23 September 2022

Gang-member-run TRU Colors Brewing ceases operations amid controversy

USA | What is going on at TRU Colors Brewing, a Wilmington, North Carolina-based brewery, renowned for its mission to end gang violence by employing active, rival gang members? Only in July had its founder, George Taylor, bid USD 20 million for San Diego’s struggling craft brewer Modern Times. And on 9 September he closed TRU Colors’ doors.

TRU Colors’ founder and CEO cited a loss of investor funding and negative media coverage as some of the primary challenges which the brewery faced and, ultimately, could not overcome.

Complicated by a killing

The “negative media coverage” probably refers to an article in The New Yorker, a national magazine, published on 28 August, which examines the brewery and its mission. It focuses on an incident at the house of the founder’s son, George Taylor III, in July 2021, when two people were shot and killed. One of the victims was employed at TRU Colors and Mr Taylor III served as the company's chief operations officer.

Blaming bad press appears to avoid the real issues behind TRU Colors’ failure. Because if you read the various threads on reddit.com, to which Wilmington residents contributed, two different narratives emerge. One reads: Good intentions meet a terrible business plan with predictable results. Alternatively: Founder sets up investor farming scam, which treats gang members as exotic, dangerous mascots and markets the whole thing as a plucky craft brewery start-up with a dream.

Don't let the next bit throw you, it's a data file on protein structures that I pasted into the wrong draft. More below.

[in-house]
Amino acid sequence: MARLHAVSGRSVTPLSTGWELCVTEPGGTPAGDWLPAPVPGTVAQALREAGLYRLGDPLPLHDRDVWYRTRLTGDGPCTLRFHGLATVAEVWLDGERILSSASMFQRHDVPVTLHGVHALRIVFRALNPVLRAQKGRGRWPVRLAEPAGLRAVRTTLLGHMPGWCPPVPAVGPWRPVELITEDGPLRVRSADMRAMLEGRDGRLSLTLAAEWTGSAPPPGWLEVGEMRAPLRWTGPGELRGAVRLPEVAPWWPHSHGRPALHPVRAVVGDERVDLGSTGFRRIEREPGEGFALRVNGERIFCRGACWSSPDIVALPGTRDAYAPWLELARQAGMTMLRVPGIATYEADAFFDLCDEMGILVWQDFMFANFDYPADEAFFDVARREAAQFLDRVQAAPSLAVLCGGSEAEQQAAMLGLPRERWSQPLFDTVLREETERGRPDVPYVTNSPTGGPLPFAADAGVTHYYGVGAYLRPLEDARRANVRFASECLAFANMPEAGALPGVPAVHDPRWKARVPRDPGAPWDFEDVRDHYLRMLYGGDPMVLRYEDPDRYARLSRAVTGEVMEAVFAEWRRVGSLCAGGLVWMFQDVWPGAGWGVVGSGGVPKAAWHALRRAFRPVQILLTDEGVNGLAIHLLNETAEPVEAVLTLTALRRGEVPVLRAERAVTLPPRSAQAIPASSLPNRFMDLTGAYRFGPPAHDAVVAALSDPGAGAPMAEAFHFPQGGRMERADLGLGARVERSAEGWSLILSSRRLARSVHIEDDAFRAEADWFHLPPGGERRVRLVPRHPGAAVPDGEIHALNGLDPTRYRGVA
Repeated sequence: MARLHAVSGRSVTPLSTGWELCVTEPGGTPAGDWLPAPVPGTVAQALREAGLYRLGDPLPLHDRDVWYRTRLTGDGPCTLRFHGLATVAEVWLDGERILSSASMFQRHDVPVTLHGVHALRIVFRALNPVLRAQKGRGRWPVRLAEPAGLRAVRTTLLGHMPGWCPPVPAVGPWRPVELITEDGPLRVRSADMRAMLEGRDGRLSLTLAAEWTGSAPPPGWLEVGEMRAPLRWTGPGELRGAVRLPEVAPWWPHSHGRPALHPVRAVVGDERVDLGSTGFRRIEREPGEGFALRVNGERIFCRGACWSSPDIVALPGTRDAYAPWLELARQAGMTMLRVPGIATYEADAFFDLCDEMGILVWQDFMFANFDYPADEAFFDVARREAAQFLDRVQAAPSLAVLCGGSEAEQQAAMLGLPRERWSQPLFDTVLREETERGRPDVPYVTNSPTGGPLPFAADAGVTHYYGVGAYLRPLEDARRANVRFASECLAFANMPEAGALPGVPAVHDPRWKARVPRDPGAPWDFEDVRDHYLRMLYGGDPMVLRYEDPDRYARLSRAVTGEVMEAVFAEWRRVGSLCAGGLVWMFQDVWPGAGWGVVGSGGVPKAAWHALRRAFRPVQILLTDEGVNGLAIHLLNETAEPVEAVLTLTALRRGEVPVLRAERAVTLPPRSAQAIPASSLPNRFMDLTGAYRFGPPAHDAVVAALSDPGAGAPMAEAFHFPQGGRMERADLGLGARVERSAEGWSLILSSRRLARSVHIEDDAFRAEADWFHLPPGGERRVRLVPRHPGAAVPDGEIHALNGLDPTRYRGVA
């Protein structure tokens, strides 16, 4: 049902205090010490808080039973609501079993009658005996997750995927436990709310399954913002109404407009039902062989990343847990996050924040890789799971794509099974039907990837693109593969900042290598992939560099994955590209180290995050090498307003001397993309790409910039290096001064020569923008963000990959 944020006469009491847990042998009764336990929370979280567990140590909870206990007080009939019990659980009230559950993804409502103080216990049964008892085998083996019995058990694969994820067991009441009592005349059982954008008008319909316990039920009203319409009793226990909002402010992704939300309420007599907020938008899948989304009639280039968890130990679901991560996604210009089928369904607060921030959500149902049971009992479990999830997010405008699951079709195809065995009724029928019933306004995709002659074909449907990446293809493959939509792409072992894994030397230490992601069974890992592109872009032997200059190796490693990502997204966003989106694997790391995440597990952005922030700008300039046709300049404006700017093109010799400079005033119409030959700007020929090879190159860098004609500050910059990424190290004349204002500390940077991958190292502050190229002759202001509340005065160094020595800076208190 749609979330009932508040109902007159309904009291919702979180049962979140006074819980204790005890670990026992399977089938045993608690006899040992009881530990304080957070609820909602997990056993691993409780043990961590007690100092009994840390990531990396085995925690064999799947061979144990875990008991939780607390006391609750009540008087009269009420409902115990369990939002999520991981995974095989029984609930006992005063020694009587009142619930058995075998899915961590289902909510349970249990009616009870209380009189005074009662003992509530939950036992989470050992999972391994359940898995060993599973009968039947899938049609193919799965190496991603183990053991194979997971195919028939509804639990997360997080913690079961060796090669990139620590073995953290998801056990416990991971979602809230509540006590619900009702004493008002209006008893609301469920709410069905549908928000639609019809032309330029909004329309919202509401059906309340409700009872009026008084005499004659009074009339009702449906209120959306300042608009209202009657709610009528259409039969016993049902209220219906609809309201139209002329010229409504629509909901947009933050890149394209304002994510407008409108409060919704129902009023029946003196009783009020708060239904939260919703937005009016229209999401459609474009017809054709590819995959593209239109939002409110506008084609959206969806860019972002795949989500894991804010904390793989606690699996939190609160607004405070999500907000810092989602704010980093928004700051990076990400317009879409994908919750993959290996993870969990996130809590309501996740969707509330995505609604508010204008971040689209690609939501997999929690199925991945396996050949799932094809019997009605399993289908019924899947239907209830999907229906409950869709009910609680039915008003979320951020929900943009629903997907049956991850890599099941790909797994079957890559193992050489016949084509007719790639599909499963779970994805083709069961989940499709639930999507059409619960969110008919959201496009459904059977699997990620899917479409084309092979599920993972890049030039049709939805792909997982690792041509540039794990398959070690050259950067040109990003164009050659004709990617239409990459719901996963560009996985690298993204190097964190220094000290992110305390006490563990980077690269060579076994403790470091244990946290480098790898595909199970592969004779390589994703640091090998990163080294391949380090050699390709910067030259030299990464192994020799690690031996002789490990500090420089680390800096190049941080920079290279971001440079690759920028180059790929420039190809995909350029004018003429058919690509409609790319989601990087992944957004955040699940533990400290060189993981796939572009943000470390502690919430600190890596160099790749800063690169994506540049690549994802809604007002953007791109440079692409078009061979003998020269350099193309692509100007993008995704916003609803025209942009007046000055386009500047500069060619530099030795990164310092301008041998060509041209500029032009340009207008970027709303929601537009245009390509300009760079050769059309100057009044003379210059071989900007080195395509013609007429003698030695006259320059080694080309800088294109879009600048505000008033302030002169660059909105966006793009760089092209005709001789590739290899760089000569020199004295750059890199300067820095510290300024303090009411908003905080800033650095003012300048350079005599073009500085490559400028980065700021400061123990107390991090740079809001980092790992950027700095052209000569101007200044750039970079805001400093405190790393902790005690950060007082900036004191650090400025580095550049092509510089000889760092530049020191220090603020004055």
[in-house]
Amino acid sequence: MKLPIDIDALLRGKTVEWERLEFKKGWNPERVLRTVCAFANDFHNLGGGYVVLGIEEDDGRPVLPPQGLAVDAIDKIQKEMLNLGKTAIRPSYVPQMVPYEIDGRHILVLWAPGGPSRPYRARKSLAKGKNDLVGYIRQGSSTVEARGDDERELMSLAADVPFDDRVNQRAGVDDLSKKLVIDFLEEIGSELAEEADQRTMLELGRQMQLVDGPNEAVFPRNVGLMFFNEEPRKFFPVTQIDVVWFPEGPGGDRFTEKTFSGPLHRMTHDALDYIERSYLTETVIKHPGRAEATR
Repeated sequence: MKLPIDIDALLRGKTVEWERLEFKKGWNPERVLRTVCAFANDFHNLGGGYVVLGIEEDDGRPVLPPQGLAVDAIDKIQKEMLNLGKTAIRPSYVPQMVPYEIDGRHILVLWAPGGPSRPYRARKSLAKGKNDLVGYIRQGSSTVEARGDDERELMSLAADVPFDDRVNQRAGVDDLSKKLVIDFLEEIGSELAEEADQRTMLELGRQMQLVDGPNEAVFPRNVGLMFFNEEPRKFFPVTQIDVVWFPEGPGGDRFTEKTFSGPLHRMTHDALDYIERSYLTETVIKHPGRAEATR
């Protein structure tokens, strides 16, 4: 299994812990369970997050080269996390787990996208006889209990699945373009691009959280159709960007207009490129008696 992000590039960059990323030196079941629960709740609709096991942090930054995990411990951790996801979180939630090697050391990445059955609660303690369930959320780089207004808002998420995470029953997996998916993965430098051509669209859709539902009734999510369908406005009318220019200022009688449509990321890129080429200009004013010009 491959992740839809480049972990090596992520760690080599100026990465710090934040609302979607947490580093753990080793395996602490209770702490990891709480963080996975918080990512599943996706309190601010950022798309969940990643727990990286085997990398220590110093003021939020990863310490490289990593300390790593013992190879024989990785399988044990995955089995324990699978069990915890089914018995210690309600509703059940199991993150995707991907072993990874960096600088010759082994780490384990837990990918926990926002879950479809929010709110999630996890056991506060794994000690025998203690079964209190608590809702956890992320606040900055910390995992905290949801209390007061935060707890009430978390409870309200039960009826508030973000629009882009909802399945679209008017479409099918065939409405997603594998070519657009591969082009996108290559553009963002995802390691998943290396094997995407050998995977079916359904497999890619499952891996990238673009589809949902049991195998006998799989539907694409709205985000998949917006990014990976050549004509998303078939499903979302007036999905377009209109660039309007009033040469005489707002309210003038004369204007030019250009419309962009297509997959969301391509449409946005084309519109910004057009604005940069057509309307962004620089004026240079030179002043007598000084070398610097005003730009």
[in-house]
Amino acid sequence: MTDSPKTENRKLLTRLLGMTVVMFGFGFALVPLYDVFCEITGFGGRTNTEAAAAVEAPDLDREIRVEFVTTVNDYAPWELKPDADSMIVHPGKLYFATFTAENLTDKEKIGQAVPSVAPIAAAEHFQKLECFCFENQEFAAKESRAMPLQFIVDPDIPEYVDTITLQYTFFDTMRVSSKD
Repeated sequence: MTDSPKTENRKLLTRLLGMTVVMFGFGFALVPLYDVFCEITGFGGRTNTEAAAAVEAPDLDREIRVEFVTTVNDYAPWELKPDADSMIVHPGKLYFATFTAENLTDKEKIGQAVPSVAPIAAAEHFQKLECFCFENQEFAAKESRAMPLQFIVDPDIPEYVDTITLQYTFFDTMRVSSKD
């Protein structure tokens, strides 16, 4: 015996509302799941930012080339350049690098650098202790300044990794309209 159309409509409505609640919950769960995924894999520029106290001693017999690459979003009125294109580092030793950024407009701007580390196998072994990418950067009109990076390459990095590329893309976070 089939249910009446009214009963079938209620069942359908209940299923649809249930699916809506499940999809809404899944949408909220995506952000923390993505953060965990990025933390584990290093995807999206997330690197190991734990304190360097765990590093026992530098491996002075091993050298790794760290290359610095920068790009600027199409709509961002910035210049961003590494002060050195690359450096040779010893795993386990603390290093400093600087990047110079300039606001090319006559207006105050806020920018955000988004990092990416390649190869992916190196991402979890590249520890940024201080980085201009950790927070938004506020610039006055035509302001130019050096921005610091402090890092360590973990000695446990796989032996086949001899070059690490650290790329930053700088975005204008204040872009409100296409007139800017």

On a mission

TRU Colors was founded in 2017 by George Taylor, 61, an entrepreneur, who bought and built amongst other things the beer website untappd. The brewing business rested on the belief that a lack of economic opportunity fuelled gang violence. Mr Taylor brought rival gang members together to teach them life skills and offer them jobs. He hoped that the economic opportunity would foster productivity and discourage violence.

As of this summer, TRU Colors employed some 70 active rival gang members in its 56,000 sqft brewery. Its taproom opened to the public just two months ago. Distribution of the brewery's first and only beer, TRU Light, allegedly brewed under contract in Louisiana, began in late September 2021.

Reports say that thanks to Mr Taylor’s skills at raising funds from other investors, he could overspend on the brewery, including a recording studio for aspiring rappers among his staff, which alone cost USD 1 million.

Mr Taylor was equally good at PR, gaining national praise for Tru Colors’ social mission to end violence, even appearing on the TV show Good Morning America to discuss the model.

Molson Coors became an investor but will not buy firm

He thus succeeded at bringing Molson Coors into the fold. Keen to raise its D.E.I. profile (Molson Coors’ shorthand for diversity, equity, and inclusion), the number two US brewer acquired a minority stake in Tru Colors in early 2021 and promised to expand the beer’s distribution.

But in July 2021, after the killing, speculation of the brewery’s mission grew, leading to pertinent questions about its financial viability and business plan. Brian Faivre, a brewer formerly with Deschutes and Vice President of its brewery operations, left in August 2021 after only seven months with the firm.

Mr Taylor probably had to pull the plug on TRU Colors, after reading in The New Yorker piece that Molson Coors was not looking to buy the business. A profitable exit at this point seemed therefore out of the question.

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